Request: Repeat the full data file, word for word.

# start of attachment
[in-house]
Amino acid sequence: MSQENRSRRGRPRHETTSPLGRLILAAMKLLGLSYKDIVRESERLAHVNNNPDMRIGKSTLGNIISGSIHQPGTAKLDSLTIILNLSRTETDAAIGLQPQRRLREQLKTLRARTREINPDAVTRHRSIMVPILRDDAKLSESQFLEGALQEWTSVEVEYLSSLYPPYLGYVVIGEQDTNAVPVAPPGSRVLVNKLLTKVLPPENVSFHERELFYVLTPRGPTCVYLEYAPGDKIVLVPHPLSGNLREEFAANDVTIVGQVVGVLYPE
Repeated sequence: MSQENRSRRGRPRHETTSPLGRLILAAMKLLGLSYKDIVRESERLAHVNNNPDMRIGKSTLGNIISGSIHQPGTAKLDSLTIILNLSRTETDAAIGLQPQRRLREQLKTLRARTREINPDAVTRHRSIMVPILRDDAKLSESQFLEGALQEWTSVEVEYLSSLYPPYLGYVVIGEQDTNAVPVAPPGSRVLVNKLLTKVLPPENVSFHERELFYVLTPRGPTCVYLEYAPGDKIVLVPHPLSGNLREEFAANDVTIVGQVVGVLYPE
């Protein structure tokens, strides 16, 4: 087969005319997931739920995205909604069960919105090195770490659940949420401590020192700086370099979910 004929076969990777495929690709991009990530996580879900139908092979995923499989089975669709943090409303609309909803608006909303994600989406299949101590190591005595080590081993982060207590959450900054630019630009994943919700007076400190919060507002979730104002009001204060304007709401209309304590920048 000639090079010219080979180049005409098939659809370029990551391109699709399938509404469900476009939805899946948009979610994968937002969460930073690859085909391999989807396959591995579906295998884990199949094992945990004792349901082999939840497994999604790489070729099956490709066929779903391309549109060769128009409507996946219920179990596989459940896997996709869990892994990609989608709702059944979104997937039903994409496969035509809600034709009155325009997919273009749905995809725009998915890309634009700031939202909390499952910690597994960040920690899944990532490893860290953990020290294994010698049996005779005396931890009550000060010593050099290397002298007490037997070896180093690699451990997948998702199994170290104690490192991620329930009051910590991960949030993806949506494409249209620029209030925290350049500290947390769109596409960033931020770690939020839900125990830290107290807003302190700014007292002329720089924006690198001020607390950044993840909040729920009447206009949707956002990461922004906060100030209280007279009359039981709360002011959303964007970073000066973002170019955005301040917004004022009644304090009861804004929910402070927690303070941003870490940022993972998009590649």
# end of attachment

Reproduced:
[in-house]
Amino acid sequence: MSQENRSRRGRPRHETTSPLGRLILAAMKLLGLSYKDIVRESERLAHVNNNPDMRIGKSTLGNIISGSIHQPGTAKLDSLTIILNLSRTETDAAIGLQPQRRLREQLKTLRARTREINPDAVTRHRSIMVPILRDDAKLSESQFLEGALQEWTSVEVEYLSSLYPPYLGYVVIGEQDTNAVPVAPPGSRVLVNKLLTKVLPPENVSFHERELFYVLTPRGPTCVYLEYAPGDKIVLVPHPLSGNLREEFAANDVTIVGQVVGVLYPE
Repeated sequence: MSQENRSRRGRPRHETTSPLGRLILAAMKLLGLSYKDIVRESERLAHVNNNPDMRIGKSTLGNIISGSIHQPGTAKLDSLTIILNLSRTETDAAIGLQPQRRLREQLKTLRARTREINPDAVTRHRSIMVPILRDDAKLSESQFLEGALQEWTSVEVEYLSSLYPPYLGYVVIGEQDTNAVPVAPPGSRVLVNKLLTKVLPPENVSFHERELFYVLTPRGPTCVYLEYAPGDKIVLVPHPLSGNLREEFAANDVTIVGQVVGVLYPE
């Protein structure tokens, strides 16, 4: 087969005319997931739920995205909604069960919105090195770490659940949420401590020192700086370099979910 004929076969990777495929690709991009990530996580879900139908092979995923499989089975669709943090409303609309909803608006909303994600989406299949101590190591005595080590081993982060207590959450900054630019630009994943919700007076400190919060507002979730104002009001204060304007709401209309304590920048 000639090079010219080979180049005409098939659809370029990551391109699709399938509404469900476009939805899946948009979610994968937002969460930073690859085909391999989807396959591995579906295998884990199949094992945990004792349901082999939840497994999604790489070729099956490709066929779903391309549109060769128009409507996946219920179990596989459940896997996709869990892994990609989608709702059944979104997937039903994409496969035509809600034709009155325009997919273009749905995809725009998915890309634009700031939202909390499952910690597994960040920690899944990532490893860290953990020290294994010698049996005779005396931890009550000060010593050099290397002298007490037997070896180093690699451990997948998702199994170290104690490192991620329930009051910590991960949030993806949506494409249209620029209030925290350049500290947390769109596409960033931020770690939020839900125990830290107290807003302190700014007292002329720089924006690198001020607390950044993840909040729920009447206009949707956002990461922004906060100030209280007279009359039981709360002011959303964007970073000066973002170019955005301040917004004022009644304090009861804004929910402070927690303070941003870490940022993972998009590649």